First things first: Jonny Hayes is one of those players that makes a club overwhelmingly better by his mere presence. He’s what we call in the U.S. a “lunchpail player,” the kind of player who, without flash or fanfare, shows up to work, clocks in, and goes above and beyond the job asked of him in any given game.
So when he posted an Instagram message saying that he’s moving on, the Celtic faithful rightfully is mourning his departure and wishing him well in his future endeavours. My wish would have been that his “future endeavours” would have been in green-and-white, but . . . .
“Football at times brings tough decisions,” Hayes writes in his post, “so I’d like to thank you for all the support received along the way!”
Most of the memories relayed on social media involve Hayes’ goal against The Rangers™ earlier this season to put the game out of reach, as the picture speaking a thousand words above outlines. That was completely sublime, of course, but there was so much more to Jonny’s contributions to Celtic since he came to the Hoops from Aberdeen.
Hayes will always be remembered for his leave-it-all-out-on-the-pitch style of play, where he gave his all every game. There’s nothing more you can ask of an athlete, and he always delivered. Solid play against Lazio. A potential goal-saving tackle at Rennes. The list is quite long.
But what I like to remember Hayes for — and this seems inconsequential to most — is how that brand of play was typified in his throw-in at Hamilton back in February that led eventually to the 2-1 winner by Christopher Jullien. Hayes literally vaulted the signage on the Hamilton sideline, retrieved the ball, quickly threw in to Callum McGregor, who passed it back to Hayes, and then Hayes passed forward to Ryan Christie, who crossed it to Jullien, who put it in the back of the net.
One of the advantages — probably the only advantage — of living 5,000 miles west of Glasgow is that the transfer window closes here before the sun goes down. Having the advantage of still being awake and usually on my third cup of coffee for the day, we will see if Celtic makes any further moves as the clock strikes 12 in Glasgow while striking the bewitching hour of 4 p.m. in California, but by all indications it looks like we’re staying put.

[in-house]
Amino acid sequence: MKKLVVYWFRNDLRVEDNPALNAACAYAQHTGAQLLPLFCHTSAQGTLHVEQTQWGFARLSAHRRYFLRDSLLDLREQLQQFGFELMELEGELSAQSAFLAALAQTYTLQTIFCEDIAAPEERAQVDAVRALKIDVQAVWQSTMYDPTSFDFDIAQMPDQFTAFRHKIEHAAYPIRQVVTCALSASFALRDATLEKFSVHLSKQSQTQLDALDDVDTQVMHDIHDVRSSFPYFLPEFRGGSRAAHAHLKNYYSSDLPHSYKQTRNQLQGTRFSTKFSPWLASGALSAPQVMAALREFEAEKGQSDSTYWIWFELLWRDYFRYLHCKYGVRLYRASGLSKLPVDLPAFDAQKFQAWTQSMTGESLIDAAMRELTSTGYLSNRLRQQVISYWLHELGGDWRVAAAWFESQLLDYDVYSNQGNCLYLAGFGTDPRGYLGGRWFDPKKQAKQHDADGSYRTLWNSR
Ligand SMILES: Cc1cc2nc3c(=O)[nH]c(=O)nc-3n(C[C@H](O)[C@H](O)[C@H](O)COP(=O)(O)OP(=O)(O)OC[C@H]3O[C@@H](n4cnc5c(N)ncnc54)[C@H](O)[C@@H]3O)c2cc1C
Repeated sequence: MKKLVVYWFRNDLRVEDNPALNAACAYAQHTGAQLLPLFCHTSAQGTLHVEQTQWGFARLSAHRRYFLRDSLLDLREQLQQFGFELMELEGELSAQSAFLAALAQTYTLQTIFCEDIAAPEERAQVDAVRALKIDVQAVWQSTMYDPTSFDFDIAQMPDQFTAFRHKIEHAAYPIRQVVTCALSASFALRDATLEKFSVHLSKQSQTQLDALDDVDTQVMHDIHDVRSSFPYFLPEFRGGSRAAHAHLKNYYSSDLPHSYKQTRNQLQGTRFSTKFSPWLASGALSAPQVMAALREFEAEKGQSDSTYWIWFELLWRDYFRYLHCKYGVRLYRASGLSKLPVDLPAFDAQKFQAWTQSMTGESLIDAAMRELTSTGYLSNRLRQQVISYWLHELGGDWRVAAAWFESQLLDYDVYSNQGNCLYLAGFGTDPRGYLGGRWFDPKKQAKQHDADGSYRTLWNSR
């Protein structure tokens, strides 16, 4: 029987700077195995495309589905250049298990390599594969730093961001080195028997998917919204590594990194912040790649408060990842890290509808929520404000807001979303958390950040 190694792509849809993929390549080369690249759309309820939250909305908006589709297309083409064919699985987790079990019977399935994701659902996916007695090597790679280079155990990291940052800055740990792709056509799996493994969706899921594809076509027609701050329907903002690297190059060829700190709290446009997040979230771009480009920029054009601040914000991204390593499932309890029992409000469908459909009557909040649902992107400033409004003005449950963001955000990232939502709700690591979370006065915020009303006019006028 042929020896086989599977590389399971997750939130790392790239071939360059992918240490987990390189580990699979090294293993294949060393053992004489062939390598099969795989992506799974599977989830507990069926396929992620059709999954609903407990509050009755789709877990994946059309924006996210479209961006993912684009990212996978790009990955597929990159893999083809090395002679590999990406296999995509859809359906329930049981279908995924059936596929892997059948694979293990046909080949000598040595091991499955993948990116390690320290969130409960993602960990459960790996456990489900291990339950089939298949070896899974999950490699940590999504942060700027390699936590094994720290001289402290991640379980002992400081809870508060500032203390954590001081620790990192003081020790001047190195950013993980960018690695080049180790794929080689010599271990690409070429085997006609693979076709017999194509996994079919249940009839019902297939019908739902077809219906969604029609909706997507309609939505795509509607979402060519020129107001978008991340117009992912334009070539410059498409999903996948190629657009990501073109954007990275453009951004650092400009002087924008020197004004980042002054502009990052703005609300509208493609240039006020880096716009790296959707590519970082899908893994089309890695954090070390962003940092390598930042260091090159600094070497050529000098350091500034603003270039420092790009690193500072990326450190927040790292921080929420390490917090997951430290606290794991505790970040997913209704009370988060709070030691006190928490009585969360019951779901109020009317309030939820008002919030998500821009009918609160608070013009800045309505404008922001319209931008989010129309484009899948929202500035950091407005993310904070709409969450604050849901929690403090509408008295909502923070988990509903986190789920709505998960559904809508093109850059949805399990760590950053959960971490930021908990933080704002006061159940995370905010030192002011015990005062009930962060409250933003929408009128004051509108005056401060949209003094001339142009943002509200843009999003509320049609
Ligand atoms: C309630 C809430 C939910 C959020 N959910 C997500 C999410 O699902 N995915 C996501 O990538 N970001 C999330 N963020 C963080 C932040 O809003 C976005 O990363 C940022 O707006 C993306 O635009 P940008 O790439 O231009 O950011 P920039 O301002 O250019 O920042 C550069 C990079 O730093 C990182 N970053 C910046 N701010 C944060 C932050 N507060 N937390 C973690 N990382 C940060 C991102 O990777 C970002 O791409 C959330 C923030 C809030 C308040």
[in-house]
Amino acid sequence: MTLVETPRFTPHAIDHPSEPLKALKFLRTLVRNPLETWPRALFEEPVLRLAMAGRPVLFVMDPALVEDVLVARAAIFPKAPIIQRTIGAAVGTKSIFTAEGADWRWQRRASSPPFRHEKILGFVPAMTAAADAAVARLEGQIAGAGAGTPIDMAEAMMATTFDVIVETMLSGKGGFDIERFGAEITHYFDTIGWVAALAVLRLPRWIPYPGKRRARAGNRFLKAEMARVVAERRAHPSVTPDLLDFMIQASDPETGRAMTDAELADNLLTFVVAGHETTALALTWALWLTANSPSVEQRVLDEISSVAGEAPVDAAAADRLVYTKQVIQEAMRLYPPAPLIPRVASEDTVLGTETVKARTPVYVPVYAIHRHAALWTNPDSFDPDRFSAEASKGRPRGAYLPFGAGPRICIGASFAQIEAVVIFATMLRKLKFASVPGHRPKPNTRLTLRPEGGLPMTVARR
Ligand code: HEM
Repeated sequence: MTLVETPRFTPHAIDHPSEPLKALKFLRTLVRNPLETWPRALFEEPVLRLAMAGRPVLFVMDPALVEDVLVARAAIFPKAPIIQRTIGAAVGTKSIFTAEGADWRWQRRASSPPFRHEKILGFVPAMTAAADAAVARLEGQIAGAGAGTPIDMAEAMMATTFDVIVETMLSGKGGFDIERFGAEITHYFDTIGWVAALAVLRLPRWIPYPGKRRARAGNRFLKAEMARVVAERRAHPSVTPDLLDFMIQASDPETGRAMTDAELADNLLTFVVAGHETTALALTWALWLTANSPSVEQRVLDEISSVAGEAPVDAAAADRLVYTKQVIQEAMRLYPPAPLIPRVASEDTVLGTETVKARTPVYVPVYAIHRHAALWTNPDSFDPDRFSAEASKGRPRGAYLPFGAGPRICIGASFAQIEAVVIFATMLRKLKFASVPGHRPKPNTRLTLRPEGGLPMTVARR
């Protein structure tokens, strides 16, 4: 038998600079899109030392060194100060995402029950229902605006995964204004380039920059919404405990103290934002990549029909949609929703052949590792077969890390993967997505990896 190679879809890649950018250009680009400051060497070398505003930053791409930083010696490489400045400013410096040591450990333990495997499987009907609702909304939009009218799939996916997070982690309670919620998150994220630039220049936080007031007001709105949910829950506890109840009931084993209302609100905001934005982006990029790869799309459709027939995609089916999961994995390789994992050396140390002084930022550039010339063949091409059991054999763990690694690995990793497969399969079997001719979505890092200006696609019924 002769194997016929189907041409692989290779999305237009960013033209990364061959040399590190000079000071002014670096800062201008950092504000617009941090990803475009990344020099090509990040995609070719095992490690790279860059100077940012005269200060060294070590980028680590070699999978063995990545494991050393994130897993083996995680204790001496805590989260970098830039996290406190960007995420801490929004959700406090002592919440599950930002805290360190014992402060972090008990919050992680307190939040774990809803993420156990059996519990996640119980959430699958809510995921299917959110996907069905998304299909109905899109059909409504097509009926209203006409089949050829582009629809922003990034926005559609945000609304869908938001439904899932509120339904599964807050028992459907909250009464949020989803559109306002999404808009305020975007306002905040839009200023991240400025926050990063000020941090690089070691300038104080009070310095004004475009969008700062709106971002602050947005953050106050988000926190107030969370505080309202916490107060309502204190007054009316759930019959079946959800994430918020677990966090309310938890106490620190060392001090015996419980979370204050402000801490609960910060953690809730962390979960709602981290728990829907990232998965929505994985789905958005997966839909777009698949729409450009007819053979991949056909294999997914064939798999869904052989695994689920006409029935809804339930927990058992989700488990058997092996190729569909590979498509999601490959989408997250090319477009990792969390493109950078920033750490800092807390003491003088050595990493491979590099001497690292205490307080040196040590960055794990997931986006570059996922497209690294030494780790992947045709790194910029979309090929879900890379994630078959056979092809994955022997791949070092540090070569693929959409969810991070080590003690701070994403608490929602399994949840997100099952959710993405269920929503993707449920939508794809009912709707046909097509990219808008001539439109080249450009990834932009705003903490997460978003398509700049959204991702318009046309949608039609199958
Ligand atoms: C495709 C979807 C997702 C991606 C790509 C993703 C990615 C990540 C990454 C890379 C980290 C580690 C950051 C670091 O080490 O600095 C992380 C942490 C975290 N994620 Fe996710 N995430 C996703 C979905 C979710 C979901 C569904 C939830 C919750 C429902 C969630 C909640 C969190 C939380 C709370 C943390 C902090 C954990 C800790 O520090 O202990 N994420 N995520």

And after seeing the deadline pass, with or without any further additions and without any likely departures, I can go have dinner.
Yes, apparently we stay put, much to the dismay of some greeting fans who insist on Celtic spending money like a drunken sailor on shore leave on players just for the sake of signing someone — anyone — to fill in for adequate players who are coming off injuries and soon to return to the pitch.
I’m with Neil Lennon: “We have a good squad, decent depth, and once we get a few injuries back we will be fine.”
Contrary to what the armchair gaffers and PlayStation pundits might think, Lennon is right. Rather than acting like we’re on the brink of relegation, they might want to look at the bigger picture.
While there was also hair-on-fire panic during the last transfer window, in the end it was one of Celtic’s best in recent history. One can hardly make an argument against the fact that Fraser Forster, Hatem Elhamed, Mohammed Elyounoussi and Jeremie Frimpong have made a significant impact on the club. Even Moritz Bauer and Boli Bolingoli-Mbombo — both unfairly criticized by some lately in the questionable objectivity of the Scottish football press, let alone the cesspool known as social media — are decent players who have shown they can contribute.
Leaving out the two new additions (we’ll get to them in a minute), Odsonne Edouard and Leigh Griffith are turning into a tag-team scoring machine. Greg Taylor rightfully may have bought himself a start in future games with his play against the Aints — sorry, the Saints — on Wednesday. Olivier Ntcham, who many think is packing his bags, is showing no signs of leaving while playing remarkably in the midfield. Scott Brown has been shutting down critics who say he has lost a step by having a banner year that defies his age. Until injured, Ryan Christie was unstoppable. I could go on until you are lulled into a coma of boredom, but the fact remains that the team is solid despite injuries.
But speaking of injuries: Christie? Back. Elhamed? Back soon. Elyounoussi? Back soon, hopefully. Jeremie Frimpong? Also back soon hopefully. All of them are joining Jozo Simunovic and Tom Rogic, now back from long-term injuries and getting back into form for the rest of the season.
So, who climbed in the window during this transfer cycle? Let’s take a look at the pair who joined the club this month.
I have a friend here in the San Lorenzo Valley who is a huge Bayern Munich fan, and he’s pretty much plugged in to European football in general and Polish strikers in particular. He speaks highly of Patryk Klimala, dubbing him “Klimalendowski,” after Bayern’s Polish striker Robert Lewandowski.
All joking aside, Polish Paddy’s 10 minutes against St. Johnstone did little to show his abilities — and that was outlined in Sandman’s ratings of the St. Johnstone game — but in those 10 minutes, he showed some speed and crossing skills in a cross that, had it not been slightly deflected by a panicked Saints defender, could have been his first assist. In addition, Klimala rejected a ball from the near post in the Saints’ final corner in injury time, saving the clean sheet for the Hoops.